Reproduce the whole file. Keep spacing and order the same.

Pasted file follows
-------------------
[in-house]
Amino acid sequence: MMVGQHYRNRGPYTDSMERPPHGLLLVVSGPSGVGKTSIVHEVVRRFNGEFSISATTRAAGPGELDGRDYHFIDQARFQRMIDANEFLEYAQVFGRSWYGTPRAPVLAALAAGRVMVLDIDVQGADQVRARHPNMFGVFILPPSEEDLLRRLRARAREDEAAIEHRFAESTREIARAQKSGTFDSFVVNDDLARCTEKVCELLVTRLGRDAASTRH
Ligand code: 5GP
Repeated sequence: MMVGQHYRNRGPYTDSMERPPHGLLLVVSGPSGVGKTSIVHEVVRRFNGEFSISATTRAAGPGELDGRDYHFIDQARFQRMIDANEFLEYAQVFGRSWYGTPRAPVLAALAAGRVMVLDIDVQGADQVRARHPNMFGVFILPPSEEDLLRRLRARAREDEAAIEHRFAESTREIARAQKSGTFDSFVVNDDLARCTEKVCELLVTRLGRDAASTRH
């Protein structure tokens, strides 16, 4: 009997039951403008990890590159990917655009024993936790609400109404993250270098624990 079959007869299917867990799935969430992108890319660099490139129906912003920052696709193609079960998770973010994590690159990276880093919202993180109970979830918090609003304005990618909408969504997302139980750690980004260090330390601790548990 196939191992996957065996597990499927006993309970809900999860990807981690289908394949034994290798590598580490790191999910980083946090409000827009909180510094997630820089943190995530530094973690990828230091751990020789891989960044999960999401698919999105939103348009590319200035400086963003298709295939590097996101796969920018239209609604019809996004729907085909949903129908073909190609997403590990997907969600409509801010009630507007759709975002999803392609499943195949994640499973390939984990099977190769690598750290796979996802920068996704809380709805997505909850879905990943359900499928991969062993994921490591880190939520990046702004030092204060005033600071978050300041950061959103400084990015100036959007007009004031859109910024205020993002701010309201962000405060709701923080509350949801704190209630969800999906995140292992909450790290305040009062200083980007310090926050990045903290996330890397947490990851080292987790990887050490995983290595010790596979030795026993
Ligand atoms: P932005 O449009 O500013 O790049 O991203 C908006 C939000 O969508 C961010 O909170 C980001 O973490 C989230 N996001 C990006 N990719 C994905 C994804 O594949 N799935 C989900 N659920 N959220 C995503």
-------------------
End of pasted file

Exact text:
[in-house]
Amino acid sequence: MMVGQHYRNRGPYTDSMERPPHGLLLVVSGPSGVGKTSIVHEVVRRFNGEFSISATTRAAGPGELDGRDYHFIDQARFQRMIDANEFLEYAQVFGRSWYGTPRAPVLAALAAGRVMVLDIDVQGADQVRARHPNMFGVFILPPSEEDLLRRLRARAREDEAAIEHRFAESTREIARAQKSGTFDSFVVNDDLARCTEKVCELLVTRLGRDAASTRH
Ligand code: 5GP
Repeated sequence: MMVGQHYRNRGPYTDSMERPPHGLLLVVSGPSGVGKTSIVHEVVRRFNGEFSISATTRAAGPGELDGRDYHFIDQARFQRMIDANEFLEYAQVFGRSWYGTPRAPVLAALAAGRVMVLDIDVQGADQVRARHPNMFGVFILPPSEEDLLRRLRARAREDEAAIEHRFAESTREIARAQKSGTFDSFVVNDDLARCTEKVCELLVTRLGRDAASTRH
């Protein structure tokens, strides 16, 4: 009997039951403008990890590159990917655009024993936790609400109404993250270098624990 079959007869299917867990799935969430992108890319660099490139129906912003920052696709193609079960998770973010994590690159990276880093919202993180109970979830918090609003304005990618909408969504997302139980750690980004260090330390601790548990 196939191992996957065996597990499927006993309970809900999860990807981690289908394949034994290798590598580490790191999910980083946090409000827009909180510094997630820089943190995530530094973690990828230091751990020789891989960044999960999401698919999105939103348009590319200035400086963003298709295939590097996101796969920018239209609604019809996004729907085909949903129908073909190609997403590990997907969600409509801010009630507007759709975002999803392609499943195949994640499973390939984990099977190769690598750290796979996802920068996704809380709805997505909850879905990943359900499928991969062993994921490591880190939520990046702004030092204060005033600071978050300041950061959103400084990015100036959007007009004031859109910024205020993002701010309201962000405060709701923080509350949801704190209630969800999906995140292992909450790290305040009062200083980007310090926050990045903290996330890397947490990851080292987790990887050490995983290595010790596979030795026993
Ligand atoms: P932005 O449009 O500013 O790049 O991203 C908006 C939000 O969508 C961010 O909170 C980001 O973490 C989230 N996001 C990006 N990719 C994905 C994804 O594949 N799935 C989900 N659920 N959220 C995503």